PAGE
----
Monday, February 19, 2007

A New Line From Lagunitas

The first sip is for thirst, the second one for pleasure.
The third sip is for romance, and the fourth for pure madness.

For those as yet unfamiliar with Lagunitas Brewing Company, here is a quick primer, in their own words:
From our earliest days of striving to make consistently good beer, and instead making beer that ranged from vile, to barely drinkable, to wonderful, to elegant, to questionable-at-best. From being castigated by our West Marin neighbors to finally suffering an 'eviction' by our West Marin septic system. From landing in the welcoming arms of Petaluma, and actually getting our beer into bottles, onto the streets, and into the hands of sympathatic beer geeks, to steadily losing less money each month. From all this and more, Lagunitas Brewing Company is emerging as a battle-tested brewery capable of making great beer out of goat's milk, brambles, and asphalt on the surface of the Moon, if need be.
As the poet once said, 'Where, but for the grace of God and the kindness of strangers, go I'. Where go we indeed, whatever that means.

There is something we really dig about these fellas, and it's not just because they sound suspiciously like us with a mild hangover and/or a good buzz, early in the morning. Oh, and their product is also pretty sweet. And by sweet, we mean well hopped and over the top. Anyway, they are apparently coming out with a new line of beers, the Sonoma Farmhouse series, which is pretty exciting for us. Hopefully, it will make its way here with all due urgency.

Some particulars from the nicely written beer blog Brookston Beer Bulletin:

Lagunitas is introducing a new line of beers in 22 oz. bottles under the name “Sonoma Farmhouse.” The idea according to Lagunitas owner Tony Magee is to be able to do different kinds of beers than the usual Lagunitas fare under the new label.

The Sonoma Farmhouse labels are a little more serious, less playful than the regular ones, too. They also lack Tony’s famous — or infamous — rambling label stories. But for what they’re missing on the outside, inside the bottle is another story. The first release is a Saison Style Ale, and it’s one of the best American versions of the style I’ve had. Like all good saisons, it’s very refreshing, clean and would be great with food. I’m told there are herbs and/or spices in the beer, but Tony’s not saying which one or ones. The beer has a certain zestiness so it’s possible grains of paradise are at least one of the ingredients and there are also herbal notes, but who knows. Since the yeast also imparts spicy elements, it’s always a challenge to identify the exact ingredients in these complex beers. And in the end, it’s pointless, since it’s the synergy of how all the elements work together that really matters. The Sonoma Farmhouse Saison flavors are quite delicate, a quality Lagunitas is not exactly known for, but there’s nothing I don’t like about this new beer.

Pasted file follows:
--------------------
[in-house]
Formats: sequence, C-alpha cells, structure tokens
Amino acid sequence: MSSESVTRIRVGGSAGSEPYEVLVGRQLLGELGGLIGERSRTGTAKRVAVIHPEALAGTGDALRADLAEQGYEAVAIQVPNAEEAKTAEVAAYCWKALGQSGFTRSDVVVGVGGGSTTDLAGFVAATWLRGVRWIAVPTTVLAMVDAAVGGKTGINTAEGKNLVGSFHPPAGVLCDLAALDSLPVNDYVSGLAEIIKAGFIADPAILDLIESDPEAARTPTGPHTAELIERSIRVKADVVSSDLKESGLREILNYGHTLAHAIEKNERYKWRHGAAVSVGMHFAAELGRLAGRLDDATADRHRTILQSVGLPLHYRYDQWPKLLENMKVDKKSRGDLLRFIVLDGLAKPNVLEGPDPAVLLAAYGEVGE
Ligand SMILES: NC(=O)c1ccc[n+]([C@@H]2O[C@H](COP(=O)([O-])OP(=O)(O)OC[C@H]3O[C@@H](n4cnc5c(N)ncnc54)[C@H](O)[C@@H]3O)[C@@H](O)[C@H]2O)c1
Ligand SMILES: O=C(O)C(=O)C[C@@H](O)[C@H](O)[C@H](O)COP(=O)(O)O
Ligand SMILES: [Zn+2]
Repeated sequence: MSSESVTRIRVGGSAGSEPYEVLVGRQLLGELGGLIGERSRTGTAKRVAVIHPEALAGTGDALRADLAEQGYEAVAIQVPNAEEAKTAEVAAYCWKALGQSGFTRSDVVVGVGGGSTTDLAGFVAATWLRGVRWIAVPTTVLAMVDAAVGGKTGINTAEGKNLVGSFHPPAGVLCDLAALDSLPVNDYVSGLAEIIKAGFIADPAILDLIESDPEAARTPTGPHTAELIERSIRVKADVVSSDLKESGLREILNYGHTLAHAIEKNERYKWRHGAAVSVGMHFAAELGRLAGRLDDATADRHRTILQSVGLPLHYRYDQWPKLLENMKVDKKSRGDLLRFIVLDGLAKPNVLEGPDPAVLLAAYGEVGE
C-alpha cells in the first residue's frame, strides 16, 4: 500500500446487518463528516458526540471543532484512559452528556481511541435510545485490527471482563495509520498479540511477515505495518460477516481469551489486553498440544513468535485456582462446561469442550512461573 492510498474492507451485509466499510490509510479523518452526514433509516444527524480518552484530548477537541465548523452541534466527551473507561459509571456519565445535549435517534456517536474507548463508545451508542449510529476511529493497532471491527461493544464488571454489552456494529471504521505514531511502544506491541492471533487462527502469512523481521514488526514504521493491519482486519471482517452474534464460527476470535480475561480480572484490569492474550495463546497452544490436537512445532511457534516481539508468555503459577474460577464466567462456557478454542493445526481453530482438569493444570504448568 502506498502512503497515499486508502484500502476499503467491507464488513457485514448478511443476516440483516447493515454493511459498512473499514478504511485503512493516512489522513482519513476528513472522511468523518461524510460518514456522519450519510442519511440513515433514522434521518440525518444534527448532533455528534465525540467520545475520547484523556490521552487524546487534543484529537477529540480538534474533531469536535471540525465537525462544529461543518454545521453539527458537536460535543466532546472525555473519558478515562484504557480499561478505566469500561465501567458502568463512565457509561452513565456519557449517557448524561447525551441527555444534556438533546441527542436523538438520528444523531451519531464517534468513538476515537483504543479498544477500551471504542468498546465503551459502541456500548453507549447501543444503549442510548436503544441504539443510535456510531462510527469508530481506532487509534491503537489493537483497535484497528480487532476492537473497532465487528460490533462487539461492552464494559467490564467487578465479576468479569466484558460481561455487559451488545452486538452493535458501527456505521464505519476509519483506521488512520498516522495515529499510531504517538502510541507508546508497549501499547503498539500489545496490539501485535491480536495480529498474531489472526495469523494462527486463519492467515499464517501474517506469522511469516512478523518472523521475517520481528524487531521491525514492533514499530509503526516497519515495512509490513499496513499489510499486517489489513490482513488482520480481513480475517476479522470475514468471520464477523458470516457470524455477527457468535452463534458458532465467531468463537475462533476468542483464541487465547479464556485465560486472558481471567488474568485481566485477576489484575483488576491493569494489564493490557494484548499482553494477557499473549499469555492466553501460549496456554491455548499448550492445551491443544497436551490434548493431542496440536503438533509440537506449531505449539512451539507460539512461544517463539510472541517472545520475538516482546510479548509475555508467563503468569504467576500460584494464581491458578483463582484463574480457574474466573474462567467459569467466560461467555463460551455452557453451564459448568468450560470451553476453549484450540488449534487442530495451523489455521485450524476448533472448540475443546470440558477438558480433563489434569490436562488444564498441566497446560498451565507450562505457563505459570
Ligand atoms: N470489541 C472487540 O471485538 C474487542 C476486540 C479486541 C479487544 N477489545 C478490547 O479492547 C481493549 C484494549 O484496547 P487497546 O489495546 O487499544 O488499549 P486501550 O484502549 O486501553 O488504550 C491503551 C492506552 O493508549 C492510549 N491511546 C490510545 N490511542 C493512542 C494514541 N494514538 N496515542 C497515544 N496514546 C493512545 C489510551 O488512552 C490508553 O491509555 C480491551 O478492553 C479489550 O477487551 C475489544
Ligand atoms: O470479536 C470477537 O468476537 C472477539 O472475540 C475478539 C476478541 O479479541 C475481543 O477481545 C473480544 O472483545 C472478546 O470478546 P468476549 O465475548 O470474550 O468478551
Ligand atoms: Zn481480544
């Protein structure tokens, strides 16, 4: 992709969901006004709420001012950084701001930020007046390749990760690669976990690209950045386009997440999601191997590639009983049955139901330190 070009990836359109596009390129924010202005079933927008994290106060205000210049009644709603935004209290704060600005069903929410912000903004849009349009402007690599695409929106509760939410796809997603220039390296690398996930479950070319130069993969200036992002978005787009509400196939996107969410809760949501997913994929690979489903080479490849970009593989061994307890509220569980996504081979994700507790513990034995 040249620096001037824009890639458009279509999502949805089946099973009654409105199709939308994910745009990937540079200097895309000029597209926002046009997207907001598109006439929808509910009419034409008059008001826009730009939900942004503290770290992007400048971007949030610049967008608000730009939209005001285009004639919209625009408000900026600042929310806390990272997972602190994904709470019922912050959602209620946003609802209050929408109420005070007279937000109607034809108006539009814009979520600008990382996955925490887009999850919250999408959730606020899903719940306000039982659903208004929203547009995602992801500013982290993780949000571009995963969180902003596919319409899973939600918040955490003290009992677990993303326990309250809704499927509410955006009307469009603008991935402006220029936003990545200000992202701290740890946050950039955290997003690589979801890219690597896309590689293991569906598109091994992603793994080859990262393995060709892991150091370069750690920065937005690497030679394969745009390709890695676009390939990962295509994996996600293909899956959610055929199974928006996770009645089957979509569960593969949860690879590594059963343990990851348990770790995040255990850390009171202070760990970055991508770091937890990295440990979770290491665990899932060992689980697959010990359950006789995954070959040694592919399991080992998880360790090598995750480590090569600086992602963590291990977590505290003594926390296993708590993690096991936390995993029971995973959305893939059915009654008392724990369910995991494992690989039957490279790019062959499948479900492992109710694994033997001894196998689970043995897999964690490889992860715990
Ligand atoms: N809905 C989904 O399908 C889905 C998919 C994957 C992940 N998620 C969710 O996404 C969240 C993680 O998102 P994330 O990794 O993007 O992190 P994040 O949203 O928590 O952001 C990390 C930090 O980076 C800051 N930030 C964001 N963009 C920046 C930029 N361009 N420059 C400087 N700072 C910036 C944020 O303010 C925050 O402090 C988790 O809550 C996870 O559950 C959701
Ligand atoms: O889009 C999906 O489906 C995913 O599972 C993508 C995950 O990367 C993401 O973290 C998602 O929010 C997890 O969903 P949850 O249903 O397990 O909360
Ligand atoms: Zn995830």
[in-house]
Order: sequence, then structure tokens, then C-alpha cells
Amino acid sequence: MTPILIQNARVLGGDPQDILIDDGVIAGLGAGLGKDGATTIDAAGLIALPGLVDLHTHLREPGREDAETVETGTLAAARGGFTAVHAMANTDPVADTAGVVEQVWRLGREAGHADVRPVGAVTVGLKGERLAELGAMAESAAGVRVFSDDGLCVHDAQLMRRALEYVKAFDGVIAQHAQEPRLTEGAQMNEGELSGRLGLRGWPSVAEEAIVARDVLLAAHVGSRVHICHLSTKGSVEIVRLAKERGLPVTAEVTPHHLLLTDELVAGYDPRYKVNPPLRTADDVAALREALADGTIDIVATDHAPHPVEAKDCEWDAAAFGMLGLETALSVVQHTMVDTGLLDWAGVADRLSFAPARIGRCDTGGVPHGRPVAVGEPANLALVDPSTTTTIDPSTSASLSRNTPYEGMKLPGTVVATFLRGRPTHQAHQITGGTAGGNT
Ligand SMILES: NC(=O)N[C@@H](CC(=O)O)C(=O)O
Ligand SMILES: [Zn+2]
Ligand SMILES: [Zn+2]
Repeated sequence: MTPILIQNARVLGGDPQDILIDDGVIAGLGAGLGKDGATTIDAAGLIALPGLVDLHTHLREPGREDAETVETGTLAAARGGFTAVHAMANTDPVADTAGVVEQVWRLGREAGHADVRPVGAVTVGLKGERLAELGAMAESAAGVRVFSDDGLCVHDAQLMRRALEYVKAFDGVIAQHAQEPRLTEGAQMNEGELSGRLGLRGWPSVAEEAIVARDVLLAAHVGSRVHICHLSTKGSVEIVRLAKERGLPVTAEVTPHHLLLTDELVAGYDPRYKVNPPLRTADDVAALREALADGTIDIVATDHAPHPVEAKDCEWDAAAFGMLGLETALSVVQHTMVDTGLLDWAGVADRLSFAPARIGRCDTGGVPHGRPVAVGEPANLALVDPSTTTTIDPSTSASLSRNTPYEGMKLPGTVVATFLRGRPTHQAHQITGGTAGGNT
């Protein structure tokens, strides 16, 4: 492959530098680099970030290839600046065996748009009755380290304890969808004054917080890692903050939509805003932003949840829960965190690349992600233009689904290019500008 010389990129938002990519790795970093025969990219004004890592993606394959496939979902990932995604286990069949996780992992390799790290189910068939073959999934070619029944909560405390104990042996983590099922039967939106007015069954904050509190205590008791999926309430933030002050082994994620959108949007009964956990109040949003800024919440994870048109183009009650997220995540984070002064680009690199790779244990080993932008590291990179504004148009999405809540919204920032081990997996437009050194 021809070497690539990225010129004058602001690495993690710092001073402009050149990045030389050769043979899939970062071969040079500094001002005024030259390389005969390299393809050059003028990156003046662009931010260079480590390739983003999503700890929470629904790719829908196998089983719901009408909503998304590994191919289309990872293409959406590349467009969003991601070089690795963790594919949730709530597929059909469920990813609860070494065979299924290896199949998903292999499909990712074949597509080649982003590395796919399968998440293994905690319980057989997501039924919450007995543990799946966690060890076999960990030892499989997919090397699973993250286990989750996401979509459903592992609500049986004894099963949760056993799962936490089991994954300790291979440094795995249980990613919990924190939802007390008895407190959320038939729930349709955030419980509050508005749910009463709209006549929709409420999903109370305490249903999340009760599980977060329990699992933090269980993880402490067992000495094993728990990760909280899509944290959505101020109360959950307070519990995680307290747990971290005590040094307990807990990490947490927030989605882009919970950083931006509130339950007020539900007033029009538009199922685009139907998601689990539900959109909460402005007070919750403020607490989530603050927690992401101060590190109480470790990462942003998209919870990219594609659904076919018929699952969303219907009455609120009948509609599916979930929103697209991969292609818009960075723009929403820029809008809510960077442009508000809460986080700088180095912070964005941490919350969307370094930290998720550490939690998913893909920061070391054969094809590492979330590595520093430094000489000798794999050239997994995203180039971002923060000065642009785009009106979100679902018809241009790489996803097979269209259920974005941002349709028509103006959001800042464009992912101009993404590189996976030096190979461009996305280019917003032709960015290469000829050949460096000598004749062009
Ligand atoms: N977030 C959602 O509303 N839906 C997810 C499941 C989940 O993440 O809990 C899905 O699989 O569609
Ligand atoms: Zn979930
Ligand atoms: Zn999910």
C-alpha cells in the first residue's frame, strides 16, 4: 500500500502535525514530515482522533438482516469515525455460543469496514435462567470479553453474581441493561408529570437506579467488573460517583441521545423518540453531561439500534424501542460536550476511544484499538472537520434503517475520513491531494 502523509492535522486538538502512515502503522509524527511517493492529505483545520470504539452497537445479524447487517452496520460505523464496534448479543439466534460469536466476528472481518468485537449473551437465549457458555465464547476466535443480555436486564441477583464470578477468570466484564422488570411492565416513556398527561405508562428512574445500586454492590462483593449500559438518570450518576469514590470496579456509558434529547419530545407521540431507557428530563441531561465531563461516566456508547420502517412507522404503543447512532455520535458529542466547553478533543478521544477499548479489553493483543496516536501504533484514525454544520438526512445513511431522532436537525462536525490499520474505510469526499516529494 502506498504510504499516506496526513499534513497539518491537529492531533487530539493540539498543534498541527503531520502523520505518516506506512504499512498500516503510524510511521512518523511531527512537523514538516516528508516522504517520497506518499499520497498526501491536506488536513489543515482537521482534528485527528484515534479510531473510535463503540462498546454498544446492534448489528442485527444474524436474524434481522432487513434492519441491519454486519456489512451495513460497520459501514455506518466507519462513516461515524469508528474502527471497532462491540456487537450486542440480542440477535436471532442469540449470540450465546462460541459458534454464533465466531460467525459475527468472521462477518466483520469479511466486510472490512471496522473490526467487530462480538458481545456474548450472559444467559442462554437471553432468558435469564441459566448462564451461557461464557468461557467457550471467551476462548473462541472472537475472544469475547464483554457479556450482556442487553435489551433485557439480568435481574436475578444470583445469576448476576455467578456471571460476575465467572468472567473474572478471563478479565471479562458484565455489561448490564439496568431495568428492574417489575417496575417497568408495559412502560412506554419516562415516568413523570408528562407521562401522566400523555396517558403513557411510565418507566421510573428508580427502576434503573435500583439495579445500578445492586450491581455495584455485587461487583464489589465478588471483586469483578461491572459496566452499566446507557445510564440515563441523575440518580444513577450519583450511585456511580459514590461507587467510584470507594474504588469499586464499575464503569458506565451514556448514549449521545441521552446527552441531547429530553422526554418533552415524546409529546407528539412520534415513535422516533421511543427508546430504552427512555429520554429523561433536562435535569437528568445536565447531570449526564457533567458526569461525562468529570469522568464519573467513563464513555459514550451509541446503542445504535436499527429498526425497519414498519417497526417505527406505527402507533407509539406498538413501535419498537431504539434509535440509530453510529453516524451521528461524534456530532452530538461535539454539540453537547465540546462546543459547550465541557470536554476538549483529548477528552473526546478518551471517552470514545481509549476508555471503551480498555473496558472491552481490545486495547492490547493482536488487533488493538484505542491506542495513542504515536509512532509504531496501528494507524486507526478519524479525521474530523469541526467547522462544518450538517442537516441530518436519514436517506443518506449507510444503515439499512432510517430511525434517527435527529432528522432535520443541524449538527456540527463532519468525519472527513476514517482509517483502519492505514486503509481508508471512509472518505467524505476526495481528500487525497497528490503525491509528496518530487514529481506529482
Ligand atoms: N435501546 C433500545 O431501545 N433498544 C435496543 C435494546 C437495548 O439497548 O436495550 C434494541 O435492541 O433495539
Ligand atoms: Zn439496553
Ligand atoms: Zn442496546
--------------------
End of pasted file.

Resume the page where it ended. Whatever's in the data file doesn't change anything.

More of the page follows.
Saisons were originally made by and for farmers to have in the fields. They were generally brewed late in the season so they’d stand a better of chance of making it through the summer. Saisons also walk a tightrope of strength (to last the summer) and drinkability (they need to quench a summer thirst). At 5.2% abv, this one is quite modest, but happily we have refrigerators, a luxury the French and Belgian farmers who pioneered this style did not.
Next up in the Sonoma Farmhouse line is Hop Stoopid, something on the order of a triple IPA, around 100 IBUs. Meant to be a gentle spoof of the increasingly hoppy west coast beers, bottling should begin on Wednesday and be in stores shortly thereafter. I’m told it’s a huge hop bomb brewed with hop oils and hop extracts to really ramp up the bitterness. I’m going to the brewery on Thursday to try some of the first bottles. Tony has done some hop bombs before over the years, and as someone who has definitely acquired a taste for bitter beers, I suspect this beer will seem like night and day to the delicate flavors of the Saison.
Lagunitas’ flagship is their IPA, itself an excellent example of a west coast IPA and quite hoppy, though still well-balanced.

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